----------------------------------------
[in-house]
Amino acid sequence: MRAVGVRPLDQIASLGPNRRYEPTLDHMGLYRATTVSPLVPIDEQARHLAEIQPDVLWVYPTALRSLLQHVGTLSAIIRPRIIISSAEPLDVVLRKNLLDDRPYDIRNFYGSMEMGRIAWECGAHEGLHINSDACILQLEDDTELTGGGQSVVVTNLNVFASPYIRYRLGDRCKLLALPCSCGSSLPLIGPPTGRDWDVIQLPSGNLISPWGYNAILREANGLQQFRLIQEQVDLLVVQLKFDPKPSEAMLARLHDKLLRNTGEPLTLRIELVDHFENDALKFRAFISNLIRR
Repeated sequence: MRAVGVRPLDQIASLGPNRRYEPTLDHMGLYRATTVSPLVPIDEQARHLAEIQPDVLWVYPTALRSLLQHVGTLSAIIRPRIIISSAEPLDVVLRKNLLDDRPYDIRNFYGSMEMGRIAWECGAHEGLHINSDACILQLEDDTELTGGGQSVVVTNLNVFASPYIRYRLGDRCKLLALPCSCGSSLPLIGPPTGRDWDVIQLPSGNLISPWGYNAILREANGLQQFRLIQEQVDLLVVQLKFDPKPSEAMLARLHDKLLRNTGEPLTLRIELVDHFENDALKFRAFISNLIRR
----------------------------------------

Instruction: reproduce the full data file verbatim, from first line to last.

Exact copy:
[in-house]
Amino acid sequence: MRAVGVRPLDQIASLGPNRRYEPTLDHMGLYRATTVSPLVPIDEQARHLAEIQPDVLWVYPTALRSLLQHVGTLSAIIRPRIIISSAEPLDVVLRKNLLDDRPYDIRNFYGSMEMGRIAWECGAHEGLHINSDACILQLEDDTELTGGGQSVVVTNLNVFASPYIRYRLGDRCKLLALPCSCGSSLPLIGPPTGRDWDVIQLPSGNLISPWGYNAILREANGLQQFRLIQEQVDLLVVQLKFDPKPSEAMLARLHDKLLRNTGEPLTLRIELVDHFENDALKFRAFISNLIRR
Repeated sequence: MRAVGVRPLDQIASLGPNRRYEPTLDHMGLYRATTVSPLVPIDEQARHLAEIQPDVLWVYPTALRSLLQHVGTLSAIIRPRIIISSAEPLDVVLRKNLLDDRPYDIRNFYGSMEMGRIAWECGAHEGLHINSDACILQLEDDTELTGGGQSVVVTNLNVFASPYIRYRLGDRCKLLALPCSCGSSLPLIGPPTGRDWDVIQLPSGNLISPWGYNAILREANGLQQFRLIQEQVDLLVVQLKFDPKPSEAMLARLHDKLLRNTGEPLTLRIELVDHFENDALKFRAFISNLIRR